Which Is Better T-Bone Or Porterhouse? Generally, porterhouse steaks have more filet compared to T-bone steaks. This typically makes them a better meal for two people. The size of a porterhouse steak should be at least 1.25 inches thick.
The winner of the debate between ribeye vs porterhouse boils down to preference. Some people prefer ribeye for its incredibly tender and flavorful meat. However, others enjoy porterhouse because it's bigger and contains two different cuts of steak to enjoy, a prime difference between porterhouse and ribeye.
The Porterhouse is a bigger loin cut (serving 2-3) and includes both a filet mignon and a strip steak.
The T-Bone and the Porterhouse: Two very different names for two very similar steaks. If you remember nothing else about these two cuts of steak, remember this: The porterhouse is a bigger version of the T-Bone. The T-Bone is one of the most easily-identifiable steaks.
What Is a Cowboy Steak? A cowboy steak is a thick (2 ½”-3”) bone-in ribeye cut between the ribs and feeds 1-2 easily. As with all our beef, these cuts come only from the upper 1/3 of Choice and Prime grades then aged to perfection.
A porterhouse can be served whole or sliced, depending on how you want to divide it up. For someone with a very hearty appetite, it is a tremendous meal—even a challenge. As a steak for two, a porterhouse makes the perfect steak to indulge in on particularly special occasions.
Porterhouse steaks are cut from the rear end of the short loin and thus include more tenderloin steak, along with (on the other side of the bone) a large strip steak. T-bone steaks are cut closer to the front, and contain a smaller section of tenderloin.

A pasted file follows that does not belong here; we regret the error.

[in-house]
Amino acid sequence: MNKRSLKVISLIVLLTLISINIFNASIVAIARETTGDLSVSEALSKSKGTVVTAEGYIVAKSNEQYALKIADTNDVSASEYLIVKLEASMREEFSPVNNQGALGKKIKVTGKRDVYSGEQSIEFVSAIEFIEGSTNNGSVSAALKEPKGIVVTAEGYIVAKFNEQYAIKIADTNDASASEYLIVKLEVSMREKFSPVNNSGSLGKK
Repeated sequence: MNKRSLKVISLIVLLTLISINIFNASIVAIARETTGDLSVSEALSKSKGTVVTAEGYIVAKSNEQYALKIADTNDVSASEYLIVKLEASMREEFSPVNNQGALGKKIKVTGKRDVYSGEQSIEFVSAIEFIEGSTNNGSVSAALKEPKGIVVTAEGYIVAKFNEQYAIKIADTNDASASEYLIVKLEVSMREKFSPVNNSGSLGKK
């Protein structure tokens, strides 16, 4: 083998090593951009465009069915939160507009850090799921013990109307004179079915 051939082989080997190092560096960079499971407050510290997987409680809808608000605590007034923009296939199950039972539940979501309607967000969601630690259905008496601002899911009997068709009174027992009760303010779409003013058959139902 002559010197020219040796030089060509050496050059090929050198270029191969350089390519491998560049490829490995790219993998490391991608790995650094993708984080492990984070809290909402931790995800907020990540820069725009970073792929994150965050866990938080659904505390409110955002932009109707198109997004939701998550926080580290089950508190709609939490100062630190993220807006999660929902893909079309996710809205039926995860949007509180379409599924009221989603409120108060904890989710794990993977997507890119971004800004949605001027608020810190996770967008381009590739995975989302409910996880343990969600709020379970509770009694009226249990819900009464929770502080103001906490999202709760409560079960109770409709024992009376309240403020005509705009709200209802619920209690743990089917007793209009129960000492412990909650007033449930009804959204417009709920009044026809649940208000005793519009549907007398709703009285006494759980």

Alternatives to Porterhouse Steak
You can also opt for the filet mignon if you crave the tenderloin portion of a porterhouse steak. Or, choose the strip steak, which is also extremely tender and cooks perfectly on the grill.
Filet mignon refers to cuts from a beef tenderloin in North America. Elsewhere, this cut of beef is called: Filet de bœuf (French)
What are the top 3 cuts of steak?
So what are the top three that our customers rave about? The Sirloin, Strip, and Filet Mignon are definitely our most popular and most desired steaks here at Five Star Home Foods.
Ribeye. This steak is hand-cut and served with your choice of two sides. The Ribeye is a prime cut of beef that is known for its tenderness and flavor. It is also one of the most popular steak options at Texas Roadhouse.
Which is better—ribeye or prime rib? It's not so much that one cut is better—or worse—than the other, it's more that they're cooked differently and serve different purposes, even though they're from the same cut of beef.
Rib Eye steak
Served with or without the rib bone still inside, this cut of meat is marbled and very full of flavour. It adds a real depth of flavour to the meat as it melts and makes for very good eating. The rib eye is the “meatiest” tasting steak because of this.
The Flat Iron steak comes from the chuck subprimal of the animal, and is the second most tender cut after the tenderloin. It's often considered to be an ultra-tender alternative to the ribeye.